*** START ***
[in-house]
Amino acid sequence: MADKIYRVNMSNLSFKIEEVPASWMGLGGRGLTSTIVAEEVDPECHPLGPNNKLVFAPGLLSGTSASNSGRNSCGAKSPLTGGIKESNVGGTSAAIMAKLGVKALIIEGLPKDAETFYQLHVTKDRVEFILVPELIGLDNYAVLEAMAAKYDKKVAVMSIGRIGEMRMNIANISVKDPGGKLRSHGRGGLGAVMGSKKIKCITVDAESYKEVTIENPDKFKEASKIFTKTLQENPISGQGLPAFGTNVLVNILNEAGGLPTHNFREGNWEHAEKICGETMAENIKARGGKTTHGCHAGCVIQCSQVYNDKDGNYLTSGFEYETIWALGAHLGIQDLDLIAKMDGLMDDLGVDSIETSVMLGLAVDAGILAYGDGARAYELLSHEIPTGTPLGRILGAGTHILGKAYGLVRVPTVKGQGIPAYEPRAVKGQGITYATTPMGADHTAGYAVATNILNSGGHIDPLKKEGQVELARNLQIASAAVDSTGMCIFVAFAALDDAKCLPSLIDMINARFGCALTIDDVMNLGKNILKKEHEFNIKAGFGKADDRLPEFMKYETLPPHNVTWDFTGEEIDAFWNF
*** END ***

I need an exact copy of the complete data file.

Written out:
[in-house]
Amino acid sequence: MADKIYRVNMSNLSFKIEEVPASWMGLGGRGLTSTIVAEEVDPECHPLGPNNKLVFAPGLLSGTSASNSGRNSCGAKSPLTGGIKESNVGGTSAAIMAKLGVKALIIEGLPKDAETFYQLHVTKDRVEFILVPELIGLDNYAVLEAMAAKYDKKVAVMSIGRIGEMRMNIANISVKDPGGKLRSHGRGGLGAVMGSKKIKCITVDAESYKEVTIENPDKFKEASKIFTKTLQENPISGQGLPAFGTNVLVNILNEAGGLPTHNFREGNWEHAEKICGETMAENIKARGGKTTHGCHAGCVIQCSQVYNDKDGNYLTSGFEYETIWALGAHLGIQDLDLIAKMDGLMDDLGVDSIETSVMLGLAVDAGILAYGDGARAYELLSHEIPTGTPLGRILGAGTHILGKAYGLVRVPTVKGQGIPAYEPRAVKGQGITYATTPMGADHTAGYAVATNILNSGGHIDPLKKEGQVELARNLQIASAAVDSTGMCIFVAFAALDDAKCLPSLIDMINARFGCALTIDDVMNLGKNILKKEHEFNIKAGFGKADDRLPEFMKYETLPPHNVTWDFTGEEIDAFWNF